norwintd Member Fight Leukemia

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    ok guys i will try to answer some of the questions

    yes it had been removed from the base by one of my students carried from the stage to our storage room behind our light booth. probably about 75 foot walk. He handed it to me. i had it in my hand for a 20 -30 seconds then I got nailed. I believe i had it by the base in one hand and hit the glass with the other. The filament was broke and there was a hole melted through the glass after i got shocked(not sure if the hole was there beforehand)

    I do still have the lamp I will take a closer look at it tomorrow.

    I think avkid is on the right track. After thinking about it, our storage room is actually part of the circulation system for the auditorium it has two large air handlers in a not so large room. I think the room became one big static chamber
    and the lamp became the conductor


    I will see if i can recreate the occurrence, the weather is staying about the same the next few days so conditions should be similar.
    Ill let you guys know
    and hopefully Ship will drop in with some help
     
  9. Footer

    Footer Senior Team Senior Team Premium Member

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    I doubt its acting as a capacitor with that long of a walk. You probably got a static shock. Now... every time I have got hit by 120, it tends to be a "warmer" shock, I think you were describing a quicker more high voltage shock like a static shock would be.
     
  10. Van

    Van CBMod CB Mods Premium Member

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    But, you have to admit........ It is possible.
    :twisted:
     
  11. ship

    ship Senior Team Emeritus Premium Member

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    Dont' wait for me, sounds solved by the group not just one.

    Derekleffew sounds better than I do in helping to refine and understand the situation about the shocking lamp. Also Van’s scientific expiation is what I’m thinking also but in a less scientific way. The specific lamp in question was very important - if strobe light was in question - he he he, touch to circuit board or capacitors. :) but the lamp itself does not hold a charge - no lamps hold a charge. If you were on the grid at the time it’s a different story as to what might be the cause. Could still be totally un-related to the lamp and more a short but doubtful.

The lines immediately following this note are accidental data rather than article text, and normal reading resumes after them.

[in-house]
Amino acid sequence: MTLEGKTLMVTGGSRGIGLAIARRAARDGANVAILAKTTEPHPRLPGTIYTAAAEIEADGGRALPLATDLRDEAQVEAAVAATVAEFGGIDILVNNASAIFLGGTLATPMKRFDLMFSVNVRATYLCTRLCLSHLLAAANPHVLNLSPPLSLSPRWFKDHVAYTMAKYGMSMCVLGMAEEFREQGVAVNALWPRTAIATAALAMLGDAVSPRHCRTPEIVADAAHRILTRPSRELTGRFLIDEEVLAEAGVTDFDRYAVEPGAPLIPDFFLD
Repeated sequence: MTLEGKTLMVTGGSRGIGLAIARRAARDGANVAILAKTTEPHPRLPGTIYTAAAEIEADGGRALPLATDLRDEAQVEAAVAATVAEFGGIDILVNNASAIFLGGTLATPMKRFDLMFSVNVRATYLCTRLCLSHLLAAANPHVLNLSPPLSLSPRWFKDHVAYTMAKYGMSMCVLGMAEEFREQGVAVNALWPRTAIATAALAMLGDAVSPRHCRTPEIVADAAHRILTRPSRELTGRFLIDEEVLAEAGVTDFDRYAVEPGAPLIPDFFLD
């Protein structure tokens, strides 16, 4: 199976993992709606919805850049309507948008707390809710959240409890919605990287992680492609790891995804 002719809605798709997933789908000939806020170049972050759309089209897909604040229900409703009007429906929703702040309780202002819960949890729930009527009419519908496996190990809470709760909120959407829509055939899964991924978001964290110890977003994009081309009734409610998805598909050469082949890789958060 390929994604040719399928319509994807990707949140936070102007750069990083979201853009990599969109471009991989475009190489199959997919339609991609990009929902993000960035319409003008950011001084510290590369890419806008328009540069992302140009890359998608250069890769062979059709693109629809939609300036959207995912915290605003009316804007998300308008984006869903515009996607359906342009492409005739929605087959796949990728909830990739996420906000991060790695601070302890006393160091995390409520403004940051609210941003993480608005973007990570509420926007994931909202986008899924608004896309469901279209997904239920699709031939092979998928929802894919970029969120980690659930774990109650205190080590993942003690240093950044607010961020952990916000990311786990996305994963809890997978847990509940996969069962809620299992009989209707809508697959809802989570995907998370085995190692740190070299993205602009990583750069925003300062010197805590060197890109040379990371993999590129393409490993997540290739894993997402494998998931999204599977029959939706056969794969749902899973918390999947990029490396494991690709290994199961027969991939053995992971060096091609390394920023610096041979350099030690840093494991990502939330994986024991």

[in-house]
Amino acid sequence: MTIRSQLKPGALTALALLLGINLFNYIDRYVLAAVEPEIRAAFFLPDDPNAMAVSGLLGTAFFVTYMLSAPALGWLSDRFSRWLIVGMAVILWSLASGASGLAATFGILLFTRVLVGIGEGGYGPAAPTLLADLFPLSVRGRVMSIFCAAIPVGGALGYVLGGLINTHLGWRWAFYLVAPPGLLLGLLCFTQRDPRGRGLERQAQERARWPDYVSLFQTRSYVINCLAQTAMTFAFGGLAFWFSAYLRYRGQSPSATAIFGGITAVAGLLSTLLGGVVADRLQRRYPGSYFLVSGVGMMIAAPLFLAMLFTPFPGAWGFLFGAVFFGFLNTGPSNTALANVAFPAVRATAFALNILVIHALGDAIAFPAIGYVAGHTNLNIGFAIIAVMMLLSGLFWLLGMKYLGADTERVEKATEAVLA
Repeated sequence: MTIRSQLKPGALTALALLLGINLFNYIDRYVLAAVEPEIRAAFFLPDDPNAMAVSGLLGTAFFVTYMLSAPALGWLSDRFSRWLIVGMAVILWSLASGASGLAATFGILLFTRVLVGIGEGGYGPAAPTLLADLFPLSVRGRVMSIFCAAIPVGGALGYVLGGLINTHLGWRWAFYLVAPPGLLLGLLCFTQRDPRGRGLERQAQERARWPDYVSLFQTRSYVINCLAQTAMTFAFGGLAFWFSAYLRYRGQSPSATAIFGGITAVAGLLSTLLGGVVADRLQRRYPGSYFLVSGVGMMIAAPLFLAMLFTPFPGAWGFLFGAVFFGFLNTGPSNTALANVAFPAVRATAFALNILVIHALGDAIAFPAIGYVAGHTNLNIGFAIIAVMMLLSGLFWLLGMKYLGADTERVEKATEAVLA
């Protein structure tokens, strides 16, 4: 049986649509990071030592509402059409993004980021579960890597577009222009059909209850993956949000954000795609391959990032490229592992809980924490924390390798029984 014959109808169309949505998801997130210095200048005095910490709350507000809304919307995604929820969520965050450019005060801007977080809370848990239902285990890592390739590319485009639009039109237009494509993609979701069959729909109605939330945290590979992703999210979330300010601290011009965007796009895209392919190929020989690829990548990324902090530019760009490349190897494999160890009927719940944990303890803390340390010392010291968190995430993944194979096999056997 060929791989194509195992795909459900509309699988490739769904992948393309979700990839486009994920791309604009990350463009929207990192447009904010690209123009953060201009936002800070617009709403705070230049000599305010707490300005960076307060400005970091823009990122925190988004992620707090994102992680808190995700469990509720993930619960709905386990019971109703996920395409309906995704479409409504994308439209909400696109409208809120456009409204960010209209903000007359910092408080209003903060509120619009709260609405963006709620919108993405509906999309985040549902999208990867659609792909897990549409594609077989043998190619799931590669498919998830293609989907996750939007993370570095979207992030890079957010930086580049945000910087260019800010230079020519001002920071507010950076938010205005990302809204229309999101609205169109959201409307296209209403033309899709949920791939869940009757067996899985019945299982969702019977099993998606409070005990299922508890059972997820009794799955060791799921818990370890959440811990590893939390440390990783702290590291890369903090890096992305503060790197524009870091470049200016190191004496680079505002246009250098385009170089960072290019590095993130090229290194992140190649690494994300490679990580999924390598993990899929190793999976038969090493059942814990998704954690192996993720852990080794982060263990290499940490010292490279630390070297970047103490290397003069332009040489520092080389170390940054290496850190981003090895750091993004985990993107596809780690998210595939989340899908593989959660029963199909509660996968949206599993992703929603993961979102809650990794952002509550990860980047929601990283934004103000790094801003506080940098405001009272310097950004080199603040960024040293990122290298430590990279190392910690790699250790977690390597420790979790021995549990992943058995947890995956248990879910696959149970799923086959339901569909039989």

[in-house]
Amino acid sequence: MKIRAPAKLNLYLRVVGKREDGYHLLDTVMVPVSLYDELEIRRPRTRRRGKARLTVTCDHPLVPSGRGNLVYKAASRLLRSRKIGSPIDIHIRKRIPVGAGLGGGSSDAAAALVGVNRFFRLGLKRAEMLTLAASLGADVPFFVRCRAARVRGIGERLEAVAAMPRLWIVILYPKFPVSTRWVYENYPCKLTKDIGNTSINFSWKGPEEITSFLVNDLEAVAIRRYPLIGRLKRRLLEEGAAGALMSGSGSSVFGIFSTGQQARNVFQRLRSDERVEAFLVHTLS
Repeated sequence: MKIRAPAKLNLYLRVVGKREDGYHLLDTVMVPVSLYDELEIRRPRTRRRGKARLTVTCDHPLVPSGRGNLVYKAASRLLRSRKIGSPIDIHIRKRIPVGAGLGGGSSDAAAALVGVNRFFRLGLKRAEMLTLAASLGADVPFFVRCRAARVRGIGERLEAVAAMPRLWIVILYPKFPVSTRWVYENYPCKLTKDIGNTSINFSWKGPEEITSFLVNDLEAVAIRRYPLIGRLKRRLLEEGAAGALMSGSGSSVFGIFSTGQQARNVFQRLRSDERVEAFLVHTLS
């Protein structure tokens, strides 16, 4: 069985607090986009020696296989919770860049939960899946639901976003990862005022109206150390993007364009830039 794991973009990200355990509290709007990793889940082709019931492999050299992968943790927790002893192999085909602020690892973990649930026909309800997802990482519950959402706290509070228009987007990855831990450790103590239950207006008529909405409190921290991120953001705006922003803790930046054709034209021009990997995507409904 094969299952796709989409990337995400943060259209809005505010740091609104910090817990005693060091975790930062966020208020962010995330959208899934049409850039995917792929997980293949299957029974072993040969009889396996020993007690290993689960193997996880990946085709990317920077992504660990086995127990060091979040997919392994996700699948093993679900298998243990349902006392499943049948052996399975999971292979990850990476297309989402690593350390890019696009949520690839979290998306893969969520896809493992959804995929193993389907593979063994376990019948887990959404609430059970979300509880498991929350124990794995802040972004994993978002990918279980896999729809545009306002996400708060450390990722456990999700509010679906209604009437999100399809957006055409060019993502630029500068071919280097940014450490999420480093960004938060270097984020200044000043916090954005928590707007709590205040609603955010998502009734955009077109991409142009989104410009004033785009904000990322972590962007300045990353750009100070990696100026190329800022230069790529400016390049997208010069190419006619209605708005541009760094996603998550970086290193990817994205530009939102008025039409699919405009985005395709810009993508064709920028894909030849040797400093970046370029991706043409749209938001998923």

Further refining of your description of being shocked, it might perhaps be useful figuring out what happened by describing where you were - the floors etc. better. More important about the shock, was it just for a moment or prolonged? Kind of thinking that it was a huge static zap which would be instantaneous and not last more than a moment without you doing anything to remove yourself from this condition. Think about this student walking across the carpet in the auditorium with say some form of shoes that don’t get along with it so well and you with an opposing charge from your room etc. The very refined glass than holds the charge as possible - though I would not think it would hold much of one. You on the other hand have an opposing charge. (Once the filament is broken it equals nothing, though the aluminum of the lamp base might add to the charge some. Been years since high school science class but hard to believe a monumental charge were held by the lamp. This especially if you didn’t get it the moment you touched the lamp - one handed or not. Perhaps the aluminum lamp base otherwise held that charge but again not much area to collect up a charge large enough.)

    Static should be instantaneous no matter how monumental, so would the capacitor shock - not that I have ever had one - others about me get them when they touch stuff they should be careful about, the other types of zapping should be prolonged and less a “what happened” type of thing than a “oh’ my type of thing.” The battery would qualify as “oh’ my!”, so would a short.



    Here is what I would recommend for days like this. Add a humidifier to the room, if nothing else the dust will kill you over time that this would do away with in no longer being able to help with the charge. This should help with the static problem some. Perhaps an ionizer fan otherwise.

    Otherwise and especially recommended is the use a product like “Static Guard” in a way much like you might apply bug spray on yourself. As if bug spray, kind of spray/wipe all about yourself from hair to toe before mid-morning and it should be good enough for the rest of the day. Change the type of shoes you were wearing, some allow you to get zapped more than others - my current boots in my last shop would instantly zap anyone working near me every time I reached out a hand. Changed buildings and I don’t have that static problem any longer, or perhaps the boots wore down more in not as much having an effect. Didn’t have that problem before I got this specific pair of boots.